MOORHEAD — Local fans won’t be able to see Brennen Leigh playing around town this holiday season, but they can hear her sing a new holiday tune.
The Moorhead native teamed up with Rodney Crowell on his latest album, “Christmas is Everywhere,” writing and recording the duet, “Merry Christmas from an Empty Bed.”
She first heard from Crowell, a celebrated Nashville singer-songwriter, a few years ago after legendary country singer-songwriter Guy Clark gave him one of Leigh’s demos. Crowell called her to say that he loved her work.
A few years later, when Leigh was on the road around the holidays, Crowell reached out again, sending her a fragment of a song he was stuck writing called “Merry Christmas from an Empty Bed” and asked, “Can you do something with this?”
“It was a lot of pressure. Rodney had written me half a song and I needed to write in the other half and somehow tie it up,” Leigh says. “So I sent him a verse when I got done with the tour and he loved it. We recorded it as a duet and I couldn’t be more happy about that. Him being happy with it made me really happy with it, and he tied it up really nicely at the end.”
Crowell was so taken with her songwriting that he invited her to his songwriting camp, where she got top billing alongside Bernie Taupin, Lisa Loeb and Joe Henry.
“Merry Christmas from an Empty Bed” is sung from the perspectives of two former lovers, with Leigh writing her lines.
“There’s a certain melancholy about Christmas that he captured on the record,” she says. “I was feeling it, too, when we wrote it.”
Sad songs, of course, are no stranger to country music, and Leigh recently wrapped up another year on the road with the touring show Dysfunctional Family Christmas. The family in this case are all close friends, Leigh and fellow singer-songwriters Tennessee Jet and organizer Sunny Sweeney.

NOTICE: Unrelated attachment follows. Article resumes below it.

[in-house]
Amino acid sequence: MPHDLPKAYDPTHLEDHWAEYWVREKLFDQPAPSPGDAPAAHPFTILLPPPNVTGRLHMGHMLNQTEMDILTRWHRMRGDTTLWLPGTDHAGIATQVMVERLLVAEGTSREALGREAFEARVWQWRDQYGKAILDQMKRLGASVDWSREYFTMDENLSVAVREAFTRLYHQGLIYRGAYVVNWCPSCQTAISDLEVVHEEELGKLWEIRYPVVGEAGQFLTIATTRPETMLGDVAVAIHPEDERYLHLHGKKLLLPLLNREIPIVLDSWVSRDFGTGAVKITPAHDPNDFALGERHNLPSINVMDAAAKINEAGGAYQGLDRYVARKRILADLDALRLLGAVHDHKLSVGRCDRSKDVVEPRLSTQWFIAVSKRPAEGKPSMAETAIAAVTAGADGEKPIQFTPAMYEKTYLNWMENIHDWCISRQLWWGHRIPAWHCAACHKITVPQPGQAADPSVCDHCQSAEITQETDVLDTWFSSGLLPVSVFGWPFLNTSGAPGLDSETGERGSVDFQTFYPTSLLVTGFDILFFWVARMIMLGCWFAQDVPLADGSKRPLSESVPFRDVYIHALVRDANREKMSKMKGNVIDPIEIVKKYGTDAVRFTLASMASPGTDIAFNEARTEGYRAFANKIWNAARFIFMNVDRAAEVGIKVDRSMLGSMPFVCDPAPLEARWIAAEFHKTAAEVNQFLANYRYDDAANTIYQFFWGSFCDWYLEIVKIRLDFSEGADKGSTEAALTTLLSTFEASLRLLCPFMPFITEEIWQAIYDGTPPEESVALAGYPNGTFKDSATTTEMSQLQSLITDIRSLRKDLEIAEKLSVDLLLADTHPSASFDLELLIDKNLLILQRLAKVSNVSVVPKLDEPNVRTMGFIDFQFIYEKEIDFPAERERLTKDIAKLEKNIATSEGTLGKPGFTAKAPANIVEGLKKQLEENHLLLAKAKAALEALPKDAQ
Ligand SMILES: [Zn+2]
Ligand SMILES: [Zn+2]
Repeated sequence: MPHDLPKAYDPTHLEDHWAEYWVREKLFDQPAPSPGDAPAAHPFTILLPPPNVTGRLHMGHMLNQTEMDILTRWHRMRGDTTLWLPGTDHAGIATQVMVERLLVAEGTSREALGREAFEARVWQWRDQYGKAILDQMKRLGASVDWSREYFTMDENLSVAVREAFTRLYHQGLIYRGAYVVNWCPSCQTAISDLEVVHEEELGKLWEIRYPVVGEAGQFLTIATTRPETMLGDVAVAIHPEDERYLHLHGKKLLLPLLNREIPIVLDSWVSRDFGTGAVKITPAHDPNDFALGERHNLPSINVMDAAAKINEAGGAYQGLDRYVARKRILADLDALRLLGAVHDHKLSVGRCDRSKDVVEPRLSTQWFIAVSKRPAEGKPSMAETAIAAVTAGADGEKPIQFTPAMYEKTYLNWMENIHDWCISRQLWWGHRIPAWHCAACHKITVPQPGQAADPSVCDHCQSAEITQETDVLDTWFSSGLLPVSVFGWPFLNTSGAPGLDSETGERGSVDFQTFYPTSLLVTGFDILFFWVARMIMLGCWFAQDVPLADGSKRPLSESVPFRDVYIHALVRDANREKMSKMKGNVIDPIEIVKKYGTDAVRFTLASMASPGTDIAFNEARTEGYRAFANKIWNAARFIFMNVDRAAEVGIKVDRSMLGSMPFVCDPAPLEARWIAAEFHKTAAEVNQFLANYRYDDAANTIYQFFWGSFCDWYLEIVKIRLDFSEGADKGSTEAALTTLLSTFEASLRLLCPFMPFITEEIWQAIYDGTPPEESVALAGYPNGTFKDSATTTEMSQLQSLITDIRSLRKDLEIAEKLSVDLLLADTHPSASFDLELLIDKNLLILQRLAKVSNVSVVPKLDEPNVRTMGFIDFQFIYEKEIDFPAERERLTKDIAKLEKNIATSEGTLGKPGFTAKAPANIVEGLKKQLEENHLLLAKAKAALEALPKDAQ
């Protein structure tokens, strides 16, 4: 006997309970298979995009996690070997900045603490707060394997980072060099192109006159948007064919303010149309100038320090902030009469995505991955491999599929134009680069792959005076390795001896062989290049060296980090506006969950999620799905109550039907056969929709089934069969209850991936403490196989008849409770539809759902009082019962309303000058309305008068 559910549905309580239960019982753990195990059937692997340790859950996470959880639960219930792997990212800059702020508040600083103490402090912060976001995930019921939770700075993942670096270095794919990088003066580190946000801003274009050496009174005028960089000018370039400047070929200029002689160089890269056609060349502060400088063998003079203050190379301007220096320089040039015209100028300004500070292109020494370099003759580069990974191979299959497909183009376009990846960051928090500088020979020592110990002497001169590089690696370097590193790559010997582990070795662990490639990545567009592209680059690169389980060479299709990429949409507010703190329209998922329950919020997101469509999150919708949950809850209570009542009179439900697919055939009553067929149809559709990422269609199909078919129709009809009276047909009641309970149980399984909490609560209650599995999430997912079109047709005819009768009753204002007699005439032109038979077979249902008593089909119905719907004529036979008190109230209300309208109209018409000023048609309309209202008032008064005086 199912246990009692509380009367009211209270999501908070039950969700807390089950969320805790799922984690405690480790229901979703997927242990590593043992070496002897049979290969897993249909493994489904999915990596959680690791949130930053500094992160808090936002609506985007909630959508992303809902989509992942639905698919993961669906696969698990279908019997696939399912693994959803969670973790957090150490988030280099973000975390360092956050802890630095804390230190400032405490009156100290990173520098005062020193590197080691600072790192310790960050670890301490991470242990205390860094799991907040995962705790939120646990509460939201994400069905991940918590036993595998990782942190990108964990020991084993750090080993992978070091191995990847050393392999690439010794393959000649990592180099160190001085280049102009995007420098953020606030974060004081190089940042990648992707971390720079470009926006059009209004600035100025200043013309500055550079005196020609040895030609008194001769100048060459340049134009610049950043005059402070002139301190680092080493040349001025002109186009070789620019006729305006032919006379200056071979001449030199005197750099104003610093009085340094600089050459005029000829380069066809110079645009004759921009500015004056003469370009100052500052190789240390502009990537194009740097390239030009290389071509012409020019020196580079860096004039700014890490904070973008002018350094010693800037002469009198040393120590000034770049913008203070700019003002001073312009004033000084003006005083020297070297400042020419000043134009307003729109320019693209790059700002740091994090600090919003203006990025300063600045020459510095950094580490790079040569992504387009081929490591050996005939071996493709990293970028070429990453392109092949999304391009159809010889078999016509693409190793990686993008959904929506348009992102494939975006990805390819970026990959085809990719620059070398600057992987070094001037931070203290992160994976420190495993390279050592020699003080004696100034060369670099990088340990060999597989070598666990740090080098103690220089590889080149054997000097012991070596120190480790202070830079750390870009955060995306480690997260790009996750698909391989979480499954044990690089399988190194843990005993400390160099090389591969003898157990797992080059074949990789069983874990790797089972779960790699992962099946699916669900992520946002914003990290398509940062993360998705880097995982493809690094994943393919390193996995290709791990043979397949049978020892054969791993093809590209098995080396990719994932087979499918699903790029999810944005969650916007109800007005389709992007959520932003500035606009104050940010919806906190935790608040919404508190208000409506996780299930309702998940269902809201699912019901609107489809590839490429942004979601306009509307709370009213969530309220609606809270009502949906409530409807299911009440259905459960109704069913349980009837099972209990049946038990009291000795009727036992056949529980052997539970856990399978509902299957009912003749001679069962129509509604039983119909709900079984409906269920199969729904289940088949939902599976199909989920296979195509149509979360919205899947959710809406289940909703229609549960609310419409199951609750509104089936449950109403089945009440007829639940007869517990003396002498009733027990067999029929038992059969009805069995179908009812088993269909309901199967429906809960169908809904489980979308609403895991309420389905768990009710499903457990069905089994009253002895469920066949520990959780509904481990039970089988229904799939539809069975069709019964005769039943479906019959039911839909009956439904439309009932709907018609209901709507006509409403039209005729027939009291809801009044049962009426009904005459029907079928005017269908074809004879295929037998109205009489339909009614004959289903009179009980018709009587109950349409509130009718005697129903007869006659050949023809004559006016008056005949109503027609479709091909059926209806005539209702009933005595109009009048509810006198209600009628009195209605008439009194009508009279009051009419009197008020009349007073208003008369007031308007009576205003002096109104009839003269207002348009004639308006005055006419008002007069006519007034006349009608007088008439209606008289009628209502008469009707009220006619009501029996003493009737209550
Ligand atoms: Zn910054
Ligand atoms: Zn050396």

It’s dysfunctional in name only, though. The artists all share the stage, the spotlight and even play along on each other’s songs.
“It gets a little crazy. No one uses their filter,” Leigh says.
It may be awhile before the seasonal show makes it to Fargo-Moorhead. Leigh says they often play Minneapolis — where crowds get rowdy — and then head back south. The singer says she’s interested in bringing the Christmas craziness to town if she can find the right space.
“I would love to take this to the homefront,” she says.
She likes to mix in some old church hymns, like “In the Bleak Midwinter,” with folk classics like John Prine’s “Christmas in Prison” and a newer tune by her musical partner, Noel McKay and Becky Warren, “Merry Christmas... .”
There’s a final word in the title, but it’s, well, language best left in the barn with the animal it describes. Still, it turns out that cussing can be kinda Christmassy.
“That’s going over well,” Leigh says with a laugh.
She has no trouble getting in the Christmas spirit, especially since she spent much of November touring Norway.
“It felt pretty Christmassy there. Oslo really lights up in the winter,” she says.
While Norwegians may be viewed as stoic and reserved here in the States, Leigh has found them to be a fun crowd that really appreciates their country music, with youngsters particularly drawn to honky-tonk.
“I noticed that 12 to 13 years ago when I started going over there, you go to the festivals and people are just nuts about it,” she says. “They’re like Texans — a very receptive, joyful audience.”
Part of the appeal may not only be the music, but that Leigh has learned how to sing in Norwegian. She recorded a couple of songs in Norwegian during her last trip.
“I had help learning to sing Norwegian, which is harder than speaking the limited Norwegian that I speak,” she says.
Fans can look for that and a new recording produced by alt-country icon Robbie Fulks and legendary producer, engineer and indie rocker Steve Albini.